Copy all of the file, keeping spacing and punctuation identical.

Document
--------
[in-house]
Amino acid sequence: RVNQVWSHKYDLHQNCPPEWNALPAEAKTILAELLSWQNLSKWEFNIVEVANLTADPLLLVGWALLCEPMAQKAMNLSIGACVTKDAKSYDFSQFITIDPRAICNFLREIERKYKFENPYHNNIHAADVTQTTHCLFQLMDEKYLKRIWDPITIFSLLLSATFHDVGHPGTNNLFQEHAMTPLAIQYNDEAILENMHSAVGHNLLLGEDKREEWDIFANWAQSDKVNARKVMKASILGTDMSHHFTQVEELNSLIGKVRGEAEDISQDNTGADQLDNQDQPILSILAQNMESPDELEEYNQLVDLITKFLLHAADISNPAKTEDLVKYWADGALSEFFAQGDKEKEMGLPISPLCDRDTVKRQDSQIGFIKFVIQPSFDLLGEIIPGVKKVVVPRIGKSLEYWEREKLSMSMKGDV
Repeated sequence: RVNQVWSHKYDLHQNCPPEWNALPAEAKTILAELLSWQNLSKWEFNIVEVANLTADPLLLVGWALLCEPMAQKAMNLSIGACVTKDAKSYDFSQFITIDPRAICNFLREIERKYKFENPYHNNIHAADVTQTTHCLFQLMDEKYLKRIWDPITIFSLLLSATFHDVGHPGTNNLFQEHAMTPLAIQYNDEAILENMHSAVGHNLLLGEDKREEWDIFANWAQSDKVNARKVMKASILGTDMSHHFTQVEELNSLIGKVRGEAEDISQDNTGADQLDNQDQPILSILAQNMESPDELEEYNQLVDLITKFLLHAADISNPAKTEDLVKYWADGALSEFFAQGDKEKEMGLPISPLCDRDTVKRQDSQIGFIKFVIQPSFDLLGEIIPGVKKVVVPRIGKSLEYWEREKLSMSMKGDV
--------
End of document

[in-house]
Amino acid sequence: RVNQVWSHKYDLHQNCPPEWNALPAEAKTILAELLSWQNLSKWEFNIVEVANLTADPLLLVGWALLCEPMAQKAMNLSIGACVTKDAKSYDFSQFITIDPRAICNFLREIERKYKFENPYHNNIHAADVTQTTHCLFQLMDEKYLKRIWDPITIFSLLLSATFHDVGHPGTNNLFQEHAMTPLAIQYNDEAILENMHSAVGHNLLLGEDKREEWDIFANWAQSDKVNARKVMKASILGTDMSHHFTQVEELNSLIGKVRGEAEDISQDNTGADQLDNQDQPILSILAQNMESPDELEEYNQLVDLITKFLLHAADISNPAKTEDLVKYWADGALSEFFAQGDKEKEMGLPISPLCDRDTVKRQDSQIGFIKFVIQPSFDLLGEIIPGVKKVVVPRIGKSLEYWEREKLSMSMKGDV
Repeated sequence: RVNQVWSHKYDLHQNCPPEWNALPAEAKTILAELLSWQNLSKWEFNIVEVANLTADPLLLVGWALLCEPMAQKAMNLSIGACVTKDAKSYDFSQFITIDPRAICNFLREIERKYKFENPYHNNIHAADVTQTTHCLFQLMDEKYLKRIWDPITIFSLLLSATFHDVGHPGTNNLFQEHAMTPLAIQYNDEAILENMHSAVGHNLLLGEDKREEWDIFANWAQSDKVNARKVMKASILGTDMSHHFTQVEELNSLIGKVRGEAEDISQDNTGADQLDNQDQPILSILAQNMESPDELEEYNQLVDLITKFLLHAADISNPAKTEDLVKYWADGALSEFFAQGDKEKEMGLPISPLCDRDTVKRQDSQIGFIKFVIQPSFDLLGEIIPGVKKVVVPRIGKSLEYWEREKLSMSMKGDV